The OC Guide to LA: Tutankhamun

Since the only time most Orange Countyians head up to LA is for big events, I figured it was fair game to talk about a big event in LA: Tutankhamun and the Golden Age of the Pharaohs. After looking forward to it for months, I finally had the time to go to LACMA to see it. And after all that anticipation I was sorely disappointed.

I know some people believe that Disneyland has trained anybody who lives in the OC to handle lines and crowds well, but I’ve never seen crowds at Disneyland like the ones I had to deal with in the LA. I mean, it was wall to wall people. People putting their heads right in my face as I tried to look at artifacts or read the placards. People pushing and elbowing to get a better view, because they feel they are entitled to a better view than everybody else.

While there are clearly many people who want to go see the Tutankhamen exhibit, it doesn’t help that the space is so small. The space is small partly because the exhibit itself is so small, and therefore doesn’t take up much space. But also because the exhibit is so small LACMA surely wanted the exhibit filled the space so it would feel like a larger exhibit. You see, there were only about a hundred and thirty items on display, and many were not about King Tut, nor were they golden.

The exhibit had artifacts from the eighteenth dynasty, a two-hundred and fifty year period towards the end of Ancient Egyptian society. This exhibit would be similar to showing the history of the United States from founding till today in only 130 items, it’s about the same length of time. Not only that, the eighteenth dynasty was one of the more interesting and turbulent periods in Egyptian history. The most interesting art and craftsmanship came out of the eighteenth dynasty, primarily because it was different from what had been created during the prior two thousand years. But there were only two items on exhibit that showed this different artistic style.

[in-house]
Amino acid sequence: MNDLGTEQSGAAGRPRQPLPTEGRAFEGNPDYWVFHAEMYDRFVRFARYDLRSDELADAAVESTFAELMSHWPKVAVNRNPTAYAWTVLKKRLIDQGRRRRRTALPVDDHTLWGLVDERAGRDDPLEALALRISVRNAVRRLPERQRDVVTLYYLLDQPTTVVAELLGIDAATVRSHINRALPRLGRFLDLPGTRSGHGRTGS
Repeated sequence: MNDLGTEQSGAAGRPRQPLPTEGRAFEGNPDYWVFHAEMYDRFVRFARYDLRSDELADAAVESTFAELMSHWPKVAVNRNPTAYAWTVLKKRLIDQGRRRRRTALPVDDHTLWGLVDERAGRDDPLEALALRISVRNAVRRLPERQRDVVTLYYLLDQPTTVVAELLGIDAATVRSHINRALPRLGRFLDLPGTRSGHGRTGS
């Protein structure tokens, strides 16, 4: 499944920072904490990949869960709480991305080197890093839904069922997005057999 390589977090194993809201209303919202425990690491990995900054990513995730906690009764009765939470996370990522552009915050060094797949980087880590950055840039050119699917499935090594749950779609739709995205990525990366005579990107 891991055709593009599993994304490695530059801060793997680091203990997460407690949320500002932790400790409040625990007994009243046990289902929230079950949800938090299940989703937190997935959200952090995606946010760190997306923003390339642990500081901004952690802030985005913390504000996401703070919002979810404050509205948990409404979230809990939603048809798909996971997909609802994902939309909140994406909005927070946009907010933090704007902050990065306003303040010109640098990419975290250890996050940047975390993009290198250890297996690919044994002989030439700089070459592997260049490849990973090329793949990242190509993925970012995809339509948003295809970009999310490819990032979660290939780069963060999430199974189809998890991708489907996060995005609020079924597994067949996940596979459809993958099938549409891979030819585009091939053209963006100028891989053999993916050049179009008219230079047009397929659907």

From the collection of items from King Tut’s tomb there were a few things that were really neat, like the dagger from inside his sarcophagus and a crook and flail. However, the collection of things from King Tut’s tomb was very limited. There are many things I would have liked to see, that weren’t there, such as his sarcophagus itself. There are also other things from the eighteenth dynasty I would have liked to see, such as this one particular bust of Nefertiti that is remarkably well preserved (most of the statues of her were destroyed during the reign of Tutankhamun) but these other things weren’t on display.

When I got to the end of the exhibit I was very disappointed. For the price of admission the exhibit was too crowded and not big enough. I would have liked to buy the catalogue for the exhibit, I didn’t feel like dropping another $50 on an exhibit I was already disappointed in. I figure I have pictures of most of the items on exhibit in other Egyptian history books already on my shelves. My recommendation would be to skip Tutankhamun and the Golden Age of the Pharaohs and instead head over to Bowers Museum to see Mummies: Death and the Afterlife in Ancient Egypt. They actually have mummies and coffins on display, their exhibit has more items, and it is cheaper. Who says you have to go up to LA for arts and culture?

1 Comment so far

  1. Jill (unregistered) on September 15th, 2005 @ 7:02 am

    Yeah, it really was a piss-poor exhibit. They way over-sold the tickets and did nothing to ease the crowding in the museum. At each display, I felt like it was Christmas and everyone was jostling for the last Tickle-Me Elmo… Not worth it!

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